MK 48 Mod 7 CBASS development details

The MK 48 Mod 7 CBASS is an upgraded version of the MK 48 Advanced Capability (ADCAP) Mod 6 Advanced Common Torpedo (ACOT), manufactured by Raytheon. The new torpedo was developed as part of an Armaments Cooperative Programme between the US Navy and the Royal Australian Navy.

MK 48 Advanced Capability (ADCAP) Mod 6


The Mk-48 has been operational in the US Navy since 1972. MK-48 ADCAP (Advanced Capability) became operational in 1988 and was approved for full production in 1989. The USS NORFOLK (SSN 714) fired the first ADCAP torpedo on July 23, 1988, sinking the FORREST SHERMAN-class destroyer JONAS INGRAM (DD 938).

Mk-48 and Mk-48 ADCAP torpedoes can operate with or without wire guidance and use active and/or passive homing. When launched they execute programmed target search, acquisition and attack procedures. Both can conduct multiple reattacks if they miss the target.


A highly capable weapon, the Mk-48 can be used against surface ships or submarines, and has been test fired under the Arctic ice pack and in other arduous conditions. The ADCAP version, in comparison with earlier Mk-48 torpedoes, has improved target acquisition range, reduced vulnerability to enemy countermeasures, reduced shipboard constraints such as warmup and reactivation time, and enhanced effectiveness against surface ships. The Mk-48 is propelled by a piston engine with twin, contra-rotating propellers in a pump jet or shrouded configuration.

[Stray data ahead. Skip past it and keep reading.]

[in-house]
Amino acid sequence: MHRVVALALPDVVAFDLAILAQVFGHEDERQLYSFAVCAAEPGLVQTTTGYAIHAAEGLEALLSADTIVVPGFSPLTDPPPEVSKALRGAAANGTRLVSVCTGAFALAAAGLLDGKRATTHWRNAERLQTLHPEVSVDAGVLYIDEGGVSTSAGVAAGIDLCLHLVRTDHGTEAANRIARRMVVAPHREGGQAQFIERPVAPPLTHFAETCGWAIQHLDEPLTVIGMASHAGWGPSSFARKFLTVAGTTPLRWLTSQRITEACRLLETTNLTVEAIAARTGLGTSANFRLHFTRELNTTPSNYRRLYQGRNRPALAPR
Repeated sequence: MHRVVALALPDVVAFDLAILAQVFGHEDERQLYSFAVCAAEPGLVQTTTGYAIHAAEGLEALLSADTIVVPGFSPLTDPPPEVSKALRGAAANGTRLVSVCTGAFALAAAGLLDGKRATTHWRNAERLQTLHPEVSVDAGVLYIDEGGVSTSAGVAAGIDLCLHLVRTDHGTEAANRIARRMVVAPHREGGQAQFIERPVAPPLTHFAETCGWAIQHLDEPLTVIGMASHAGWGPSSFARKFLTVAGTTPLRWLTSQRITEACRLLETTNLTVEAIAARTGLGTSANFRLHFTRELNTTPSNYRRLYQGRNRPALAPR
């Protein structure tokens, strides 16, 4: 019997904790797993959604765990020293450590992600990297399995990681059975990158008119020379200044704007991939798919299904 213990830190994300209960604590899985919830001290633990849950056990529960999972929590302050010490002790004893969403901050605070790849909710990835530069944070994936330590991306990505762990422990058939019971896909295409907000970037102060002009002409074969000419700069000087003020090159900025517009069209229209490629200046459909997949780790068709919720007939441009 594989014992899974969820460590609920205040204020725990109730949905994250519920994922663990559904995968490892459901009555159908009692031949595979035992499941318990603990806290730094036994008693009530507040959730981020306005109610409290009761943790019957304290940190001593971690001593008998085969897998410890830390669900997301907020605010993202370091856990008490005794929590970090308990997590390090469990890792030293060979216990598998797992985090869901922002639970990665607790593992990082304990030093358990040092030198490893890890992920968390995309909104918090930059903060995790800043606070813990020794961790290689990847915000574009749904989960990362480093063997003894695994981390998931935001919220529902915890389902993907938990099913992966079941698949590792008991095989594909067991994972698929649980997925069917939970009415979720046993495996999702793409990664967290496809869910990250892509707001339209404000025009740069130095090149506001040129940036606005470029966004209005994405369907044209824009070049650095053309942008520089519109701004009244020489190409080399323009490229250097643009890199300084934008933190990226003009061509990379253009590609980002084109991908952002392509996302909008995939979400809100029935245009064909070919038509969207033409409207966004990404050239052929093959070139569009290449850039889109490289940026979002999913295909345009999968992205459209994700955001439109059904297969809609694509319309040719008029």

The engine uses a liquid monopropellant fuel, and the torpedo has a conventional, high-explosive warhead. The Mk-48 has a sophisticated guidance system permitting a variety of attack options. As the torpedo leaves the submarine’s launch tube a thin wire spins out, electronically linking the submarine and torpedo. This enables an operator in the submarine, with access to the submarine’s sensitive sonar systems, initially to guide the torpedo toward the target. This helps the torpedo avoid decoys and jamming devices that might be deployed by the target. The wire is severed and the torpedo’s high-powered active/passive sonar guides the torpedo during the final attack.


General Characteristics – Mk-48 and Mk-48 ADCAP Torpedo
Primary Function Heavyweight torpedo for submarines
Contractor Gould
Power Plant Piston engine, pump jet
Length 19 feet (5.79 meters)
Weight Mk-48: 3,434 lbs (1545.3 kg)
Mk-48 ADCAP: 3,695 lbs (1662.75 kg)
Diameter 21 inches (53.34 centimeters)
Range “greater” than 5 miles (8 kilometers)
Weapon acquisition range 1,600 yards (1,463.04 meters)
Depth officially: 1,200 feet+ (365.76 meters)
reportedly: 3,000 feet (914.4 meters)
Search/attack depth settings Minimum: 20 yards (18.288 meters)
Maximum: 1,500 yards (1371.6 meters)
Speed officially: 28+ knots; 32.2 mph; 51,52 km/h
actual: 40 – 55 knots
Run characteristics 6-8 minutes downward
Guidance System Wire guided and passive/active acoustic homing
Warhead 650 lbs (292.5 kg) high explosive

MK 48 Advanced Capability (ADCAP) Mod 6 – Source navysite.de

The US Navy awarded a $70.2m contract to Raytheon for 15 MK 48 ADCAP torpedoes in support of MK 48 CBASS initial production and production engineering. Development testing of the MK 48 CBASS torpedo was completed in November 2004 and operational testing was completed in November 2005. Initial operational capability was achieved in 2006 after hardware and software upgrades.

The torpedo was successfully test-fired by HMAS Waller submarine of the Australian Navy during the Rim of the Pacific 2008 (RIMPAC 08) exercise in July 2008.

Orders and deliveries

cbass-mark-48-22-aug-2014MK 48 Mod 7 CBASS